There are some books that every editor relies on – and they’re helpful for writers too. I’ll add to this list and the topics covered, but do let me know if there are others you like to use, or your experience of the books I mention.
Every publisher has a ‘house style’ which they will want their writers, editors and proofreaders to adhere to, and you can find some of those for newspapers such as the Guardian and the Telegraph online; the New York Times even has a series of quizzes on style and usage. Newspapers often have a markedly different style from books, but each publisher has their own preferences, and you and the copyeditor will need to make sure your work conforms – unless it interferes with your own, very deliberate, style. Most style guides are based on two fundamental sources:
UK style: New Hart’s Rules, published by OUP
First published in 1893 for OUP’s own ‘compositors and readers’, this has since formed the basis for every publishing style guide since, and answers all your questions about where to place a full stop when you also have quotation marks, or when to use a semi-colon. It’s your copyeditor’s job to deal with these questions, but it can be very helpful information for writers too.
US style: The Chicago Manual of Style, published by the University of Chicago Press
A comprehensive and invaluable guide to US style. Among other things, punctuation with quotation marks is different from how we handle it in the UK. But this is not only useful for US writing and publishing; it contains excellent advice no matter whether you are writing for a British English or an American English audience. There is an online version, but this requires a subscription.
And one book that most house style guides reference at the very start – along with the two books above:
Butcher’s Copy-editing: The Cambridge Handbook for Editors, Copy-editors and Proofreaders, published by CUP
Like Hart’s Rules, this clear and easy-to-follow guide continues to inform every UK publisher, editor and proofreader. It is very approachable, and explains everything so well that the advice is hard to forget.
New Oxford Spelling Dictionary, published by OUP
It may seem odd to include a book on spelling, but for proofreading in particular, this short, fat bound list of words is very useful. It shows alternative spellings, and indicates where words should be divided at line-ends too, where a hyphen is necessary to keep the text justified. You only need to worry about that once text has been typeset, not at the manuscript/Word document stage. But once a text is in proofs, the word-division guidance is particularly helpful, especially if you are working on anything that is presented in columns. Note that definitions are not included.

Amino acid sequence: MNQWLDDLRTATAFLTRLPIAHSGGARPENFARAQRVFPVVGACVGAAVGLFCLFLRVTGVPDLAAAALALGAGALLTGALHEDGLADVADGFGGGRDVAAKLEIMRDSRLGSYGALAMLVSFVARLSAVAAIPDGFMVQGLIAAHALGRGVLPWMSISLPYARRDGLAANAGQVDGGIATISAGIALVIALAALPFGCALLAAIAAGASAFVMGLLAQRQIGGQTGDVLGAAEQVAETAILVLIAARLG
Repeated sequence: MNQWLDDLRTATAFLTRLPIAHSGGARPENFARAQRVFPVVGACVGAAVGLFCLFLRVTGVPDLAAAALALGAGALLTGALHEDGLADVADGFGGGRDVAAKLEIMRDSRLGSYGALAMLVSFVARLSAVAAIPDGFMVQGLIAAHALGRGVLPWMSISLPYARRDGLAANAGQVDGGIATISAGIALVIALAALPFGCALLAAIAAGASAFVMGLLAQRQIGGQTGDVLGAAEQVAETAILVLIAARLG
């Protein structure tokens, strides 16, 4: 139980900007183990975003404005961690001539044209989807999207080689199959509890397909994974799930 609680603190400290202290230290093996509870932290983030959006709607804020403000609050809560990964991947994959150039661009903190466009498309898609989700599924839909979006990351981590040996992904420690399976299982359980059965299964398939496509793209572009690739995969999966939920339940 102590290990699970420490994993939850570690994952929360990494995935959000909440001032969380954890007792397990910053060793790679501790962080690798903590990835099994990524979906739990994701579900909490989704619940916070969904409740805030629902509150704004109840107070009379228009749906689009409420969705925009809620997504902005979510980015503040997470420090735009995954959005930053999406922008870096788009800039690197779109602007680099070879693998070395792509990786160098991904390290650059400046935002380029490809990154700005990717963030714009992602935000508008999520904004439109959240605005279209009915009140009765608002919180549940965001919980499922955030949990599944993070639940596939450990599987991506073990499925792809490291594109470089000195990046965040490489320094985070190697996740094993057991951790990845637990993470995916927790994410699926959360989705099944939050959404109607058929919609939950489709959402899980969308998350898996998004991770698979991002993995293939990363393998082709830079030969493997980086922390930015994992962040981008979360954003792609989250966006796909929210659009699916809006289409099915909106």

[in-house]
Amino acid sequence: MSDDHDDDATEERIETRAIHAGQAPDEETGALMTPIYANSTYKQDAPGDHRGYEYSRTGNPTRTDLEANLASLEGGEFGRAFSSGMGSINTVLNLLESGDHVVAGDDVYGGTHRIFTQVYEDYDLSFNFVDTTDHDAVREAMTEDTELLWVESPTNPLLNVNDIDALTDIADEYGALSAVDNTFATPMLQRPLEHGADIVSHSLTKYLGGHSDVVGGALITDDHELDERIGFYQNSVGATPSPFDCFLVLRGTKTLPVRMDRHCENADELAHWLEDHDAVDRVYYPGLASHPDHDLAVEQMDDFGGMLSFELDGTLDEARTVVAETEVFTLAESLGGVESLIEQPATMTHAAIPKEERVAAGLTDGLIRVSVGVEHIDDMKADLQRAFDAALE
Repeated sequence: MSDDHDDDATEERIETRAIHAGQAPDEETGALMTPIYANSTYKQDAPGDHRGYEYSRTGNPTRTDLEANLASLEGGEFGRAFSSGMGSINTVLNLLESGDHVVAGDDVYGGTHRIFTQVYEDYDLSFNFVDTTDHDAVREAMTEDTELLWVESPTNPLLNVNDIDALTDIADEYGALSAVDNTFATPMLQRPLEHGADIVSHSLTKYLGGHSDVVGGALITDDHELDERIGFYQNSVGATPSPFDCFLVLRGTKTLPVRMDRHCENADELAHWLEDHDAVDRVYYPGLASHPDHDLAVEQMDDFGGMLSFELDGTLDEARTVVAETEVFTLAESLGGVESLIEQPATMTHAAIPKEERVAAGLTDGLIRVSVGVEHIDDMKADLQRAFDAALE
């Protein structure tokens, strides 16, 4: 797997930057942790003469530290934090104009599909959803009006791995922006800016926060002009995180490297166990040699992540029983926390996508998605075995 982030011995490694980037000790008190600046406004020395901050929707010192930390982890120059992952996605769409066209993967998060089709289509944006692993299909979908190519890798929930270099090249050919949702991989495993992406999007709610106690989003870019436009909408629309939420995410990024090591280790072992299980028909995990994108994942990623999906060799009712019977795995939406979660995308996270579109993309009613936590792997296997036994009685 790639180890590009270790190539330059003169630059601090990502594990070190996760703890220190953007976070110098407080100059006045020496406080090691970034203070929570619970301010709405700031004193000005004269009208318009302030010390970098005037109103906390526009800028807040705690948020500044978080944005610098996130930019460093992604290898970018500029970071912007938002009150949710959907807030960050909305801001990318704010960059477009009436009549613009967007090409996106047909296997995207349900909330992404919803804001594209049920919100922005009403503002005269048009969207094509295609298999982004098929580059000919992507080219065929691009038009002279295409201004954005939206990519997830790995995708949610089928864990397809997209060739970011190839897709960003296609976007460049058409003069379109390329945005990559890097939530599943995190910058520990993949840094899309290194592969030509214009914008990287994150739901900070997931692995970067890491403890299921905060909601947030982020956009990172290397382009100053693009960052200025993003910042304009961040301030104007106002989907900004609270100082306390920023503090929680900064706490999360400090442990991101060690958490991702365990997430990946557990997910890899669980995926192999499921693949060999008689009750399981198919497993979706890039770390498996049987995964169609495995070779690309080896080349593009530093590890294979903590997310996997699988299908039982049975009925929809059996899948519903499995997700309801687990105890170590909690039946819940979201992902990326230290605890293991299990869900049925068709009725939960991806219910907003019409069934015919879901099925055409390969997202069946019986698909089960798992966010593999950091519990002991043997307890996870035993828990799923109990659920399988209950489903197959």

New Oxford Dictionary for Writers and Editors, published by OUP
A less comprehensive list than the above, but it includes useful appendices and of course definitions, as well as ‘variant forms, confusable words, hyphenation, capitalization, foreign and specialist terms, proper names, and abbreviations’.
There are so many books on this topic that the best thing you can do is Google it and browse. One book you may not quickly come across though, but which I think is still packed with relevant information delivered in a frank, no-nonsense style is:
Write to be Published, by Nicola Morgan
This is a brisk and informative guide for any ‘beginning writer’ wanting to get their book out into the world. Morgan is herself a writer, but until relatively recently she also blogged about writing and publishing, and you can still find her refreshing and invaluable blogs online. She has written several books to help writers, and they are also available as ebooks.
A couple more titles that may not have made it onto the recommendations you'll find elsewhere, or which have dropped off more recent lists, are:
On Editing, Helen Corner-Bryant and Kathryn Price
Produced by two highly experienced editors, this guide will help you learn how to read your work critically and improve it. A great help when you’re moving from first draft to the stage when you’re ready to let others see it.
Becoming a Writer, Dorothea Brande
Written in 1934, this is a warm, companionable and slim book, despite its comprehensive coverage of every topic that might be causing you anxiety as a writer or would-be writer. Multiple references to typewriters … but despite its age, much of her advice is still relevant today.
As always, I'll be continuing to add to this post, I'd love to hear your own recommendations and comments on books that you find useful as a writer.